Guidelines For Writing Practice

We all know how important it is to practice your writing every day, or at least almost every day.  The author Judy Reeves has some great writing tips in her book Prompts and Practices.  Some of them are similar to things we’ve already talked about, but there are some new things, as well, and it offers great advice to all writers, whether you’re practicing or working on something.  Here they are:

  1. Keep writing.  Don’t stop to edit, to rephrase, to think.  Don’t go back and read what you’ve written until you’ve finished.
  2. Trust your pen.  Go with the first image that appears.
  3. Don’t judge your writing.  Don’t compare, analyze, criticize.
  4. Let your writing find its own form.  Allow it to organically take shape into a story, an essay, a poem, dialogue, an incomplete meander.
  5. Don’t worry about the rules.  Don’t worry about grammar, syntax, punctuation, or sentence structure.
  6. Let go of your expectations.  Let your writing surprise you.
  7. Kiss your frogs.  Remember, this is just practice.  Not every session will be magic.  The point is to just suit up and show up at the page, no matter what.
  8. Tell the truth.  Be willing to go to the scary places that make your hand tremble and your handwriting gets a little out of control.  Be willing to tell your secrets.
  9. Write specific details.  Your writing doesn’t have to be factual, but the specificity of the details brings it alive.  The truth isn’t in the facts; it’s in the detail.
  10. Write what matters.  If you don’t care about what you’re writing, neither will your readers.  Be a passionate writer.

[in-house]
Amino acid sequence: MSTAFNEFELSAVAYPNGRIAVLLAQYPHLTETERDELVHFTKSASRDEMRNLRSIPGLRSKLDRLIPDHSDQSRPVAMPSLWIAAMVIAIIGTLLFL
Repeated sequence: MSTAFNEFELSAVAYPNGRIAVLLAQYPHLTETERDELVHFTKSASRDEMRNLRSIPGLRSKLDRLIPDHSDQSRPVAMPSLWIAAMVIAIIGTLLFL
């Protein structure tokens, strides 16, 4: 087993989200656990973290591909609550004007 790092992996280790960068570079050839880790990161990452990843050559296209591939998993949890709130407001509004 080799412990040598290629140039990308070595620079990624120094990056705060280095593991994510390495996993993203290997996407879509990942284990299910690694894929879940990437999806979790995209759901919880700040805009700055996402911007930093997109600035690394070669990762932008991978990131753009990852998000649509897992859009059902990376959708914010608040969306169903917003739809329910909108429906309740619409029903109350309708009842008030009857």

11. Read your writing aloud after you’ve completed your practice session.  You’ll find out what you’ve written, what you care about, when you’re writing the truth, and when the writing is “working.”
  12. Date your page and write the topic at the top.  This will keep you grounded in the present and help you reference pieces you might want to use in something else.
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First Sentences

I know we’re way past this, but today I started thinking about first sentences in novels.  They’re what pull you in to the story.  They set the tone for the entire book.  They’re like the entryway of a house.  They greet you, they give you a brief feeling of what the rest of the house is going to be like, and they let you know whether you should be taking your shoes off or not.

While the logical thing would  be to begin at the beginning, first sentences seem to have the most appeal when they begin in the middle of things.  While “once upon a time” works for fairytales, it doesn’t always have the draw that we look for in a novel.  Some of the best books I’ve read begin where the action starts, and makes it impossible for me to put it down.

Let’s take for example Eat, Pray, Love by Elizabeth Gilbert.  Her novel begins with: “I wish Giovanni would kiss me.”  The reader’s immediate response is to read on.  Who is Giovanni?  Is he going to kiss her?  Maybe it’s just me, but I don’t think her opening line would have been nearly as effective if it had begun with her living a normal suburban life with her husband, telling the story in chronological order.  Bringing Giovanni in right away gives it an edge of sexiness – a little bit of excitement.  It’s brilliant.  Fortunately for her, the rest of the story follows suit.